U.S. Senator Marco Rubio (R-FL) has been calling upon the Biden administration to open up the roughly 4 million acres of land under the CRP (Conservation Reserve Program) for agriculture. However, according to Rubio, Biden refused for environmental reasons. Biden’s stance on climate change has been baffling many, especially amid soaring food and energy prices.

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While many may be critical of Biden for the decision, the administration has taken several measures to alleviate the supply chain crisis in the country.

The FBI has warned farmers about ransomware attacks.

CBS News reported that the FBI has warned farmers about cyberattacks. In a private industry notification, the FBI said,An attack that disrupts processing at a protein or dairy facility can quickly result in spoiled products and have cascading effects." Some see the warning as a reaffirmation of the conspiracy to create a food shortage in the U.S.

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Goya CEO Bob Unanue spoke about the food shortage.

Adding to the conspiracy theory are recent comments by Bob Unanue, the CEO of Goya Foods, who said that the world is headed for a food crisis. He blamed the invading Russian forces for blocking Ukraine’s food production and exports. According to Unanue, "the U.S. has provoked, in a way, this war by showing an incredible weakness."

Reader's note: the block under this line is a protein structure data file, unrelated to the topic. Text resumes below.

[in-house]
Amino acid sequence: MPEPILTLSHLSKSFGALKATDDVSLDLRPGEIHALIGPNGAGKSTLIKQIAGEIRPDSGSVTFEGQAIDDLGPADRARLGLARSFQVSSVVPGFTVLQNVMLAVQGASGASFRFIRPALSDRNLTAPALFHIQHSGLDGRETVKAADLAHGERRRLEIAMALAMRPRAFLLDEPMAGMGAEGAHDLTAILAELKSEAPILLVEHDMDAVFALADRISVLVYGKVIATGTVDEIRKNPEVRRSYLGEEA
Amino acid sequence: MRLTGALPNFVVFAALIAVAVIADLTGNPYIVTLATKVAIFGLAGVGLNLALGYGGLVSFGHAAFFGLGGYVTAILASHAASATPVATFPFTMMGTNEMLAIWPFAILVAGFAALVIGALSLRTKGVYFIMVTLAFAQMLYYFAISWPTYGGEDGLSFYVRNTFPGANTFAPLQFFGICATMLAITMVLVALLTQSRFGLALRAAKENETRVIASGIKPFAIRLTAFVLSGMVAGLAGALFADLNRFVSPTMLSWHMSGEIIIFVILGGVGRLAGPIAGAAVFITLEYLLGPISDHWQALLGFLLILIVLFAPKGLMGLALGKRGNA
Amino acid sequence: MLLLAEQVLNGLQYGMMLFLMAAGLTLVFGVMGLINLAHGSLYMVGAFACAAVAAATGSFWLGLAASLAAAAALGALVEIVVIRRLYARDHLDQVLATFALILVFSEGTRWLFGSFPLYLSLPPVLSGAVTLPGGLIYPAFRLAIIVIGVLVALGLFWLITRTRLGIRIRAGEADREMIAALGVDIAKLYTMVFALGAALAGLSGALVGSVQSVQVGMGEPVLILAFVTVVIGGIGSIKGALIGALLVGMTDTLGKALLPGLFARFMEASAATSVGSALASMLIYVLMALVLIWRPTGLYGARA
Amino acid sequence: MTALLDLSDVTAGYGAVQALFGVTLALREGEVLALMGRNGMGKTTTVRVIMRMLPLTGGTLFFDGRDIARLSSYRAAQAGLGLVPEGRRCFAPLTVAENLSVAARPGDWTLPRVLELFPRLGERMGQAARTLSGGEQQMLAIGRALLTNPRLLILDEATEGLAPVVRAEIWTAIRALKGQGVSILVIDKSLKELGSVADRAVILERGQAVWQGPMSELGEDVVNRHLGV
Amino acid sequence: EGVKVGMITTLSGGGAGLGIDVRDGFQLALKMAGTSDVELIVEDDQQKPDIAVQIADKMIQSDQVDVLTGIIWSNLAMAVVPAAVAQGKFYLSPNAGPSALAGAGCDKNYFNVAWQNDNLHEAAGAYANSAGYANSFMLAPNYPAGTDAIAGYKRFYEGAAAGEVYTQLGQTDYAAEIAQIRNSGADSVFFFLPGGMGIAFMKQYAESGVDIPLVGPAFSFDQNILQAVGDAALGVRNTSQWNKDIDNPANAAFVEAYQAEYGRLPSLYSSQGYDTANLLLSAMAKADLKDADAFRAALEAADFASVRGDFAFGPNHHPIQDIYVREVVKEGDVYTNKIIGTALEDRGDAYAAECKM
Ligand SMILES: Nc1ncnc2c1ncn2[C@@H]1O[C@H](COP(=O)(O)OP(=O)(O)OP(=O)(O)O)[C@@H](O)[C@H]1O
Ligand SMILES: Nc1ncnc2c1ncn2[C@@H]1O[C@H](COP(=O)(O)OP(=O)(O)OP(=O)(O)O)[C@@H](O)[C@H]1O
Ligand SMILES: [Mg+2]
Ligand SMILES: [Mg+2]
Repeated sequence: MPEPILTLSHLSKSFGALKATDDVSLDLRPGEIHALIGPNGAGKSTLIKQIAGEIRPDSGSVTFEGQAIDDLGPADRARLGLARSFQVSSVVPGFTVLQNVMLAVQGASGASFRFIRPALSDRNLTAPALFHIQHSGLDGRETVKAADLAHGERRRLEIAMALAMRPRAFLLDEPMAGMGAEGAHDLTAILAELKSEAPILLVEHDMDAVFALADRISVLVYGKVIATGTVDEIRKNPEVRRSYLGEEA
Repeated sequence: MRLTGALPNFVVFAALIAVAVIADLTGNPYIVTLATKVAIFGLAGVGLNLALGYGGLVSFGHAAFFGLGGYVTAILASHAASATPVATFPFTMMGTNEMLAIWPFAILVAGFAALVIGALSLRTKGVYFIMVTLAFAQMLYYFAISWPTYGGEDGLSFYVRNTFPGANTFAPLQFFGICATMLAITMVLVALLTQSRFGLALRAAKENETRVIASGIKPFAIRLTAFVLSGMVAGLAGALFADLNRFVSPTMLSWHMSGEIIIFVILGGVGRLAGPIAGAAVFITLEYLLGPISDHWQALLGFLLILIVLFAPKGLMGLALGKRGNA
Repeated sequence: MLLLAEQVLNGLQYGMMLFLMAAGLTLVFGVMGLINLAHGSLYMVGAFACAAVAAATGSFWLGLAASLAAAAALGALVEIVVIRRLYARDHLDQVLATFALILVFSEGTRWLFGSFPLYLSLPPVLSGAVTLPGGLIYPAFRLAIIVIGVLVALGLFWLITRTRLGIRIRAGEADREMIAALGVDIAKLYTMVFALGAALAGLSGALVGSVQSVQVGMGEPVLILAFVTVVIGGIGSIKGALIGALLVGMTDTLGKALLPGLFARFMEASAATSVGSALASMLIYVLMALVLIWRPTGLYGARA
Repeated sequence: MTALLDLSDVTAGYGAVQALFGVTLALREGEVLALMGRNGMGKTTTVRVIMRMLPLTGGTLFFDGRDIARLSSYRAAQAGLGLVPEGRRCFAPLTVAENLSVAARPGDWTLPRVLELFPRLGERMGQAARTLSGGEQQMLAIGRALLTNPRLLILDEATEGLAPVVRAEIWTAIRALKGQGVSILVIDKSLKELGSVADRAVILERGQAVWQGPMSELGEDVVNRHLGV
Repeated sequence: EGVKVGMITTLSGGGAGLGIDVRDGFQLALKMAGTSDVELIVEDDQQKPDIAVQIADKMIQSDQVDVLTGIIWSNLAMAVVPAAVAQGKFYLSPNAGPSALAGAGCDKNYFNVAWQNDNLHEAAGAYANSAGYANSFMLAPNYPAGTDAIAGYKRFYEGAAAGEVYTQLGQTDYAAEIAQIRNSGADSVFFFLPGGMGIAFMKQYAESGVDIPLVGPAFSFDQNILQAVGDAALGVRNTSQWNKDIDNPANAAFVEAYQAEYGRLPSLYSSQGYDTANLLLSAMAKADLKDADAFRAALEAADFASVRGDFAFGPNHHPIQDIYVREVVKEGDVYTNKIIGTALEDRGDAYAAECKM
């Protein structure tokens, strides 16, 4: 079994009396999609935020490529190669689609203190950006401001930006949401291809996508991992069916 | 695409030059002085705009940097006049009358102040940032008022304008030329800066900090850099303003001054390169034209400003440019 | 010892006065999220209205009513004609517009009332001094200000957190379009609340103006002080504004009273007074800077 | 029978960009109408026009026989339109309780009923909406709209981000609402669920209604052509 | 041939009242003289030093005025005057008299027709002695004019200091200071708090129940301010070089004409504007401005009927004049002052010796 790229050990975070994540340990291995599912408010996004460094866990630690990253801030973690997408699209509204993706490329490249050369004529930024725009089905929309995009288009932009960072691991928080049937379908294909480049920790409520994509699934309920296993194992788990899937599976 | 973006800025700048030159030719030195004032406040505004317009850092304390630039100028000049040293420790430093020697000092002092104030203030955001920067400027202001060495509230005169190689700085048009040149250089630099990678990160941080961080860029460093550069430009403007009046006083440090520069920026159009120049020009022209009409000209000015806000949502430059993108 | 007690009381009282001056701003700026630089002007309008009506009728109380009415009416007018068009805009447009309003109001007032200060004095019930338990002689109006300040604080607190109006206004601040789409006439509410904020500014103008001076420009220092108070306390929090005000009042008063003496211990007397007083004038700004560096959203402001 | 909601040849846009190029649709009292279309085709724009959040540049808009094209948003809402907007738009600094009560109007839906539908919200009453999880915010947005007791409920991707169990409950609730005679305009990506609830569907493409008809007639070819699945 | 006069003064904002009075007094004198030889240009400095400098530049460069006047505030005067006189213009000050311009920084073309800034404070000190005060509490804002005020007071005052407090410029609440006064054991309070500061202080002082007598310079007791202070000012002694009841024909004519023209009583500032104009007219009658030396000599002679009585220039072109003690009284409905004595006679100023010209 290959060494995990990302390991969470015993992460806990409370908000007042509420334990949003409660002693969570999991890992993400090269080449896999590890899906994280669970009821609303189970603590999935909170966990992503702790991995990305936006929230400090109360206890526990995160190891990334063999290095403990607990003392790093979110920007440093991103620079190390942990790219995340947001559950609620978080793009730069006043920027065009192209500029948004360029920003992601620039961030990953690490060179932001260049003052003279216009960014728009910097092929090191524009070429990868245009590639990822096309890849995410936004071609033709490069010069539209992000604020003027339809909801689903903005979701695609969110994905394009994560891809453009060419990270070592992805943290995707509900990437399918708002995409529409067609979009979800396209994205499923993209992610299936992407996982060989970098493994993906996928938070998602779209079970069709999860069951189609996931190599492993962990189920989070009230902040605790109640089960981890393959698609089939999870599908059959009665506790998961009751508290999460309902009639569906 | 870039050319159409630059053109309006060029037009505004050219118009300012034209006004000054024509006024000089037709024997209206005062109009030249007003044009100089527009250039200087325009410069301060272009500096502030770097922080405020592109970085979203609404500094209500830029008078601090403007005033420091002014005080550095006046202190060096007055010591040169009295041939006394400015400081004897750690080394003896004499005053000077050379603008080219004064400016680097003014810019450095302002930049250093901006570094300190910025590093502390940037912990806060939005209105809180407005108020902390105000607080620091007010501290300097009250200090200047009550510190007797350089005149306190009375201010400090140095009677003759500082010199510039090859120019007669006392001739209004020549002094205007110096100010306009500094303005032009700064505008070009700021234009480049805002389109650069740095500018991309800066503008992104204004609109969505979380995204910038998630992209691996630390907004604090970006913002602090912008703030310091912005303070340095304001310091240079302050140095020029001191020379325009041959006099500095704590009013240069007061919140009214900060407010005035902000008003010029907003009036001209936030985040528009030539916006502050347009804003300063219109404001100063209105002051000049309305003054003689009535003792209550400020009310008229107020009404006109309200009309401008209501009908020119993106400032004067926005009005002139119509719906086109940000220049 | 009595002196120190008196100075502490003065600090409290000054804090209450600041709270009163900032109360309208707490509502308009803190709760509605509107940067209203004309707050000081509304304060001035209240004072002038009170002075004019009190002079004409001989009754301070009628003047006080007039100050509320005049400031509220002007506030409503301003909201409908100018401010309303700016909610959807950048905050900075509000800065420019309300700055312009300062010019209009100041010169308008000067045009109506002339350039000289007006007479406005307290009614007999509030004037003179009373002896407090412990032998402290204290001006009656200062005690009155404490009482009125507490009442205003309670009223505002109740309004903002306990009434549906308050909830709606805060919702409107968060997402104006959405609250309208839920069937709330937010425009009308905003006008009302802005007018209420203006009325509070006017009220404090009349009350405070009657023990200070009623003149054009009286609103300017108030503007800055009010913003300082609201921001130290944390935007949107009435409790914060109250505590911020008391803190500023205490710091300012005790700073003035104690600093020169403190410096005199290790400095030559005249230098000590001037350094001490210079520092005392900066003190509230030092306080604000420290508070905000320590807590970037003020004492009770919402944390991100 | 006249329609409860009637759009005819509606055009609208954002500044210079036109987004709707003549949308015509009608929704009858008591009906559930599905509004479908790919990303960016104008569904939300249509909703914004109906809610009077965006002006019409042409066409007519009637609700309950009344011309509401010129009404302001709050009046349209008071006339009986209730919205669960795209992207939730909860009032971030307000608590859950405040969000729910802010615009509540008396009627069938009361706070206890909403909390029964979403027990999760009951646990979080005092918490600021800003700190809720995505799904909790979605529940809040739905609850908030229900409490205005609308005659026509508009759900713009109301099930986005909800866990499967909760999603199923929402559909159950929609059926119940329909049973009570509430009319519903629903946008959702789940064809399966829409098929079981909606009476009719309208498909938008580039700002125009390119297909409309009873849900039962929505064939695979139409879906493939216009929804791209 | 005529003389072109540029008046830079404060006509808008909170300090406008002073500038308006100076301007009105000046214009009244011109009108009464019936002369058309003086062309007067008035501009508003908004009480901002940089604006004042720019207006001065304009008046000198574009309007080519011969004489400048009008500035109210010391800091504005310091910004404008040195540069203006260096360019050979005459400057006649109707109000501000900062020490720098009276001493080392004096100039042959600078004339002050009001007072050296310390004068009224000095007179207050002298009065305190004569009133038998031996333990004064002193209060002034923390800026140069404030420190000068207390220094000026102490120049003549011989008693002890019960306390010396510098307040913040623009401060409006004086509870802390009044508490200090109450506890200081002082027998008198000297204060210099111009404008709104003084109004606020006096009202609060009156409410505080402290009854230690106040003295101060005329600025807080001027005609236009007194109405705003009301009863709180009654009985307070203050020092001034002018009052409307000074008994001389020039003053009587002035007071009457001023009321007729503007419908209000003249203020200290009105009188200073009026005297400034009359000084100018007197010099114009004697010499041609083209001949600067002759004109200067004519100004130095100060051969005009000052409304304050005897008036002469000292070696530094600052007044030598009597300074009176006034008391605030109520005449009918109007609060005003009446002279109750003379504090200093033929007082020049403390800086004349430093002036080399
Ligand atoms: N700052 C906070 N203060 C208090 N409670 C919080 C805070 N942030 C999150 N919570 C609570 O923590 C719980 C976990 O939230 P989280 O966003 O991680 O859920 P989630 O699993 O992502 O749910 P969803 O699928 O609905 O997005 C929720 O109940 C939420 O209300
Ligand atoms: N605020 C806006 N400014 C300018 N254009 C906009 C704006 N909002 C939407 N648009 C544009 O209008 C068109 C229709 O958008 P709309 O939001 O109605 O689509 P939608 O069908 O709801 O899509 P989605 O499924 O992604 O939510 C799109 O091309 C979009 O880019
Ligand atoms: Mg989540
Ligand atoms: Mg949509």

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However, he added that the U.S. would be able to get over the food crisis much better than some of the other countries.

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Let's link the dots on food conspiracy theories.

The Russia angle does have credibility. Russian President Vladimir Putin timed his Ukraine invasion. Consumers in the developed world were battling high food and energy prices before the Ukraine invasion.

Russia is a major energy and fertilizer exporter. Along with Ukraine, Russia is one of the major exporters of foods like wheat. Food and energy prices were bound to go up after the Ukraine invasion.

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Putin’s assumption seems to have been that the West would cave in to pressure from their citizens who would criticize the governments for rising prices. That assumption has somewhat accurate looking at rising U.S. inflation, which has been accompanied by a fall in Biden’s popularity. However, Biden forewarned about the costs of “defending freedom.”

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Also, despite high inflation, the West has been supporting Ukraine as much as possible while also imposing crippling sanctions on Russia even though it means collateral damage in terms of high inflation.

To sum it up, the current food conspiracy theories are mostly false even though attempts by U.S. adversaries to hit the country’s food supply chain can't be ruled out in the near future.